Argentina: Public employees go for IT

By Marcela Valente

(IPS) In keeping with its aim to shore up the strong role played by the state, which was badly weakened during the years when free-market economic policies were predominant, the Argentine government is implementing a successful programme of electronic learning for its employees that is already being requested by a dozen Latin American countries interested in replicating the experience.

“We have trained 6,500 people in 30 different courses,” Marta Mena, coordinator of the Electronic Learning (E-Learning) Training Programme (PROCAE), told IPS. The initiative is part of the State Modernisation Project, launched in 2005 under the Subsecretariat of Public Administration, during the government of centre-left President Néstor Kirchner (2003-2007).

The main constituency of these courses is public administration employees at the national and provincial levels. “E-learning allows us to offer training with very wide coverage, without the limitation of requiring students to be physically present,” Mena said.

As stated in the report on the programme’s achievements up to December 2007, PROCAE arose out of the need to improve the capabilities of public employees, “to build a strong modern state.”

That phrase reflects Kirchner’s strategy, continued by his wife and successor President Cristina Fernández, of strengthening the state which had been cut back by the “neoliberal” free-market policies followed by the government of former President Carlos Menem (1989-1999).

To meet that goal, a flexible, interactive educational tool was designed that would ensure high-quality training on a mass scale for public employees with specific needs, in different areas and at different levels. In some cases, basic education is needed, and in others, more sophisticated training.

“The source of the demand is every office that needs training for its employees. The contents are selected by specialists in the applicant agency, and after setting goals, we design a course to meet that demand,” said Mena, a graduate in educational sciences and a distance learning expert.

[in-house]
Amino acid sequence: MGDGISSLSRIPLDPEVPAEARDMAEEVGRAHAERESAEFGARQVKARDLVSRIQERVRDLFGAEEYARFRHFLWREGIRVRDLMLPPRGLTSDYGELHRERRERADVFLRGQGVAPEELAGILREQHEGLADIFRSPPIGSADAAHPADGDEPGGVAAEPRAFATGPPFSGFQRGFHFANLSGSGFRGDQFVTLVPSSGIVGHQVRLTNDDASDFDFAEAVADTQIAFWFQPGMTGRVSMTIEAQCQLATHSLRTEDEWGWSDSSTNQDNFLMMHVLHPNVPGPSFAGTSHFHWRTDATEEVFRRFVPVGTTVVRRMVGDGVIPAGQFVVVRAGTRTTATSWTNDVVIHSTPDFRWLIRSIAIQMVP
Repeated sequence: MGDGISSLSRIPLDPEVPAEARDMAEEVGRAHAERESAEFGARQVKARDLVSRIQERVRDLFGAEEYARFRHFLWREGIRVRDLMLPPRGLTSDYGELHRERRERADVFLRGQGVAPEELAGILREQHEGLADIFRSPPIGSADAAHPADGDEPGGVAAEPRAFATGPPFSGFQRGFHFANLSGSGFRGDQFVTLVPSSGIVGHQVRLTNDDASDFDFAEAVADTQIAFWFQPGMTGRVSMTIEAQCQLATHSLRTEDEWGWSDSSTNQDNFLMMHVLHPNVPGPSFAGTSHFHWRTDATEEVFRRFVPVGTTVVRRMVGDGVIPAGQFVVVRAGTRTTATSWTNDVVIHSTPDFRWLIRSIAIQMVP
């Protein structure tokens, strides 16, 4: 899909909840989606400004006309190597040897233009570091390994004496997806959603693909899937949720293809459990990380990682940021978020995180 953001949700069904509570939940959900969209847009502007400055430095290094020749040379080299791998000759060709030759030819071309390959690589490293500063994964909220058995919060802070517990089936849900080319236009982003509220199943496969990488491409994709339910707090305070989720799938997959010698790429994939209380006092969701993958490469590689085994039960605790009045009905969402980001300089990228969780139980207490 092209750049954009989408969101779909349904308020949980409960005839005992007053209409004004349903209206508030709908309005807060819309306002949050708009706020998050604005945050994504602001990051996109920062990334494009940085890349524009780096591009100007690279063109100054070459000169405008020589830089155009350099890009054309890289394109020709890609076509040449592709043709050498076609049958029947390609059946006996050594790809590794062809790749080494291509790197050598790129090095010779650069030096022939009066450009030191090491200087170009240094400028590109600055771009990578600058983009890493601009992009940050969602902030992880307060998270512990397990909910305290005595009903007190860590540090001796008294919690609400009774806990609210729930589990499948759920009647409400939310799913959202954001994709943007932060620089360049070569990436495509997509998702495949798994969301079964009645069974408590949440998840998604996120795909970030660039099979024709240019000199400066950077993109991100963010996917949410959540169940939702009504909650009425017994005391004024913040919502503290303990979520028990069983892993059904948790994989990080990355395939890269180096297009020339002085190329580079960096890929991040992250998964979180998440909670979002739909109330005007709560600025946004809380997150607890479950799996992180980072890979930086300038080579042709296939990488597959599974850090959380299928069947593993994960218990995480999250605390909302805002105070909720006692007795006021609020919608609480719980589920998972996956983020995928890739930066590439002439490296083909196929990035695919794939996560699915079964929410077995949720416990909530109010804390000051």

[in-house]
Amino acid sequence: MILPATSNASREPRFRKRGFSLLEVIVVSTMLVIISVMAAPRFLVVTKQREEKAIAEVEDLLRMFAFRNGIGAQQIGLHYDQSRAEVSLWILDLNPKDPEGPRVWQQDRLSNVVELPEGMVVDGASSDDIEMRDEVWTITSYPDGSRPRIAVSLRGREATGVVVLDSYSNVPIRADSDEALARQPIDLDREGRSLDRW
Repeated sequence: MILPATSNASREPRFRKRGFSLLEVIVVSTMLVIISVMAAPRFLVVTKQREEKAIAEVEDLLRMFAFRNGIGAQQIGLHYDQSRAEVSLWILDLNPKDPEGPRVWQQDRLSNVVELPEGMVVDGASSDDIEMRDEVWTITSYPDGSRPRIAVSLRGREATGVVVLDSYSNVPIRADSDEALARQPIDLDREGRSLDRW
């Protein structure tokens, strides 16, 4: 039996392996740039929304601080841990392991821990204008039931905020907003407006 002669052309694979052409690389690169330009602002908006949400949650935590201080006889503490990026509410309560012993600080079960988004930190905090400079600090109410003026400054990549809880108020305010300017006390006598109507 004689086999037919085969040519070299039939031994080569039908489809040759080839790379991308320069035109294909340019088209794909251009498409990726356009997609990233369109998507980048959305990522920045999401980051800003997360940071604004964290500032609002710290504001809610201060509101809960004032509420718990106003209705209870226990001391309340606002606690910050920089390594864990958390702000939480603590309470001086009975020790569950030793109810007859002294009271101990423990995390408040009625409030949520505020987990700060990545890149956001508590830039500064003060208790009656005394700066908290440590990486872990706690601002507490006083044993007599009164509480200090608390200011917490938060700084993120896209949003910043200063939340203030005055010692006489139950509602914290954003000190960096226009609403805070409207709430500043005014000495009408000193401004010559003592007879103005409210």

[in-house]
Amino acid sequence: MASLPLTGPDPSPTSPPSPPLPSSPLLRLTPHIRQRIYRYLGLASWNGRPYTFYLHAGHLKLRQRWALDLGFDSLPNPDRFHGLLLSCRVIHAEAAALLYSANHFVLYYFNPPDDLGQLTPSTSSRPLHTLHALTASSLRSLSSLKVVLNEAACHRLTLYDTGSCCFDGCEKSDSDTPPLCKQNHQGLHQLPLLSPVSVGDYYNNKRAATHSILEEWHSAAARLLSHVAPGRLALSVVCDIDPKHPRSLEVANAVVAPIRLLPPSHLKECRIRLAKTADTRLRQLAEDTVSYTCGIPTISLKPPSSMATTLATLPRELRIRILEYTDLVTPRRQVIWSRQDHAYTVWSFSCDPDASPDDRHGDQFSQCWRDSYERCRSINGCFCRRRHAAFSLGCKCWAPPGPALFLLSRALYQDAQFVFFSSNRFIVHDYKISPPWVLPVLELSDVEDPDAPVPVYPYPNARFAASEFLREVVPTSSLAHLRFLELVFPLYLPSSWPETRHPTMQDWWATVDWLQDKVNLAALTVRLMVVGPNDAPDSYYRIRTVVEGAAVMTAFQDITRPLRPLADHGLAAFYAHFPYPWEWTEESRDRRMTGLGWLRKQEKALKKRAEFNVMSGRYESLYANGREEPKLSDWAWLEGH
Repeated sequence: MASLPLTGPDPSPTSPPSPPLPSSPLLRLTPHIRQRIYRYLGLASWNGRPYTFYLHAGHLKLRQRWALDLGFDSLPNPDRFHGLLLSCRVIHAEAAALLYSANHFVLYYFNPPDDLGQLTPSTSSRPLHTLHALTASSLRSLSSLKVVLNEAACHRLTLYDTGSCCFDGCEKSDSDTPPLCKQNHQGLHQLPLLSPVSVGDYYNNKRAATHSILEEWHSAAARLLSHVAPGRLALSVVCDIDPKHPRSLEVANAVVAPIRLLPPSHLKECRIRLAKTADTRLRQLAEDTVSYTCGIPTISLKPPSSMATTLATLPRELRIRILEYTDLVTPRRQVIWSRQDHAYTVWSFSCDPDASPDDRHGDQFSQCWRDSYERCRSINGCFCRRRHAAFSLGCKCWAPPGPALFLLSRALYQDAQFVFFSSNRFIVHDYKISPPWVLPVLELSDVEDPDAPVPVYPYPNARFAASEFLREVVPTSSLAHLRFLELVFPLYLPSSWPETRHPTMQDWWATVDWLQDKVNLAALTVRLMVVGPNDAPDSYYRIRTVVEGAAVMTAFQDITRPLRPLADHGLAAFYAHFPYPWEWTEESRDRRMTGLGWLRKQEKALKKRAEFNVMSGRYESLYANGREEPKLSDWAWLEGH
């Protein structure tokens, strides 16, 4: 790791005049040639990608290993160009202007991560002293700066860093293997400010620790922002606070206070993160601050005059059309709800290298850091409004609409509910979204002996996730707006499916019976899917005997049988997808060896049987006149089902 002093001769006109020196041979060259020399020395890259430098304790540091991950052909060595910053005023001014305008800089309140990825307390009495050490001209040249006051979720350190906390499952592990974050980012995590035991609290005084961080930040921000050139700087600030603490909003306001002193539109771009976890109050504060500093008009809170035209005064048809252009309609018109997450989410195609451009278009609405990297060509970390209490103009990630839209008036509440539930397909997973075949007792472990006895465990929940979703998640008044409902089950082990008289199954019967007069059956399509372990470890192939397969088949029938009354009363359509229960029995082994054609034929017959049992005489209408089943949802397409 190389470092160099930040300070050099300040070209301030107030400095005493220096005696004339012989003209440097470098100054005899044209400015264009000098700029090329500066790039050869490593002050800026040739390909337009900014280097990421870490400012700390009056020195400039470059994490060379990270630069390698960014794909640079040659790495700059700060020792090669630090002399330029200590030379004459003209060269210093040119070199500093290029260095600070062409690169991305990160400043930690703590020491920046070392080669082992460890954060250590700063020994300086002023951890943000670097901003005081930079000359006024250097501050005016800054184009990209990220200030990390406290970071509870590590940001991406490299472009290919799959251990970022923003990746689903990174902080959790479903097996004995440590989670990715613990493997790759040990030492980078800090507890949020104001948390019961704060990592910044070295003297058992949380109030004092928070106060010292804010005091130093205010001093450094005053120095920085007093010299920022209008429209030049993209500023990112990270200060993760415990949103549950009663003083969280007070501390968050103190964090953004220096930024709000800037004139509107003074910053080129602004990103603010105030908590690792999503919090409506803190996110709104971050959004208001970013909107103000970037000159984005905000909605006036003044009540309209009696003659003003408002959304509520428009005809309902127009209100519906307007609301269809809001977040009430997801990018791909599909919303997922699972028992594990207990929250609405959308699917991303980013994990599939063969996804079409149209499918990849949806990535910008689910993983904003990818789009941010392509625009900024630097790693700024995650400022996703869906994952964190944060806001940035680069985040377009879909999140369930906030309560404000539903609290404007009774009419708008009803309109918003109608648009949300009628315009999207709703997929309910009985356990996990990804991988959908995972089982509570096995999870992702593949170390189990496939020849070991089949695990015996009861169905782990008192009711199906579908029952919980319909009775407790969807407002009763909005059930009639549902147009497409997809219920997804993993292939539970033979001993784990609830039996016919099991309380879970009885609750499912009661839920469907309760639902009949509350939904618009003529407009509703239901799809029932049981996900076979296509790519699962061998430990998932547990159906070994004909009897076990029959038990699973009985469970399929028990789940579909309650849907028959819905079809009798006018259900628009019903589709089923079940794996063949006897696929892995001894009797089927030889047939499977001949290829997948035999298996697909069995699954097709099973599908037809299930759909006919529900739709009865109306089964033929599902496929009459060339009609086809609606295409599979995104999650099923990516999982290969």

She is also coordinator of the Latin American and Caribbean network of the International Council for Open and Distance Education (ICDE), a partner organisation with the United Nations Educational, Scientific and Cultural Organisation (UNESCO) in its mission of promoting education in the developing world.

When a course is ready, it can be taken by employees selected by the agency that requested the training, or voluntarily by those who enrol in it. But the course material is also available to employees in the same field in other countries, and for civil society as a whole.

PROCAE courses have been downloaded from the Internet by public employees and members of civil society in Bolivia, Brazil, Chile, Colombia, Paraguay, Uruguay, Venezuela and other countries in the region.

Some courses, such as “We Are All Mercosur”, about ways in which civil society can participate in the Southern Common Market integration process between Argentina, Brazil, Paraguay, Uruguay and Venezuela, are much sought after by non-governmental and private organisations.

Another course popular with the private sector is on “Protection of Consumers under Argentine Law”, which lists, classifies and updates existing regulations and legal precedents pertaining to consumer defence, with the aim of boosting knowledge of this relatively new subject in public administration.

“Quality Management in Tourism” is a course that was developed for the public administration, but which is also useful for management and other staff in private companies. It addresses prospects and trends in tourism as a tool for development, and recommends a number of ways of improving the quality of services.

The duration of the courses depends on the number of hours a week each student puts in, the response rate of tutors to students’ questions, and their opportunities to use a computer at work, at home or in an Internet site for the purposes of the course.

PROCAE proved its efficiency by quickly training officials in charge of polling stations for the 2007 presidential elections, and dealt with complex challenges such as providing courses on procurement procedures, or on management of the government’s finances, requested by the Finance Ministry.

The programme is also contributing to the National Youth Leaders Training Programme — which aims to strengthen young people’s participation in public administration — to the promotion of human rights and the rights of women, and to training facilitators for productive projects in rural areas.

In its 2007 report, PROCAE describes the profile of public employees who took a pilot course on Introduction to E-Government and their opinions about the experience. The participants were from eight of Argentina’s 23 provinces; more than half were over 40; and the majority had received tertiary education.

When asked what motivated them to take the course, the most frequent responses were “the desire for personal growth,” the need to “update and/or expand professional knowledge,” “learning what is needed for the job,” and to a lesser extent, securing a promotion in their careers.

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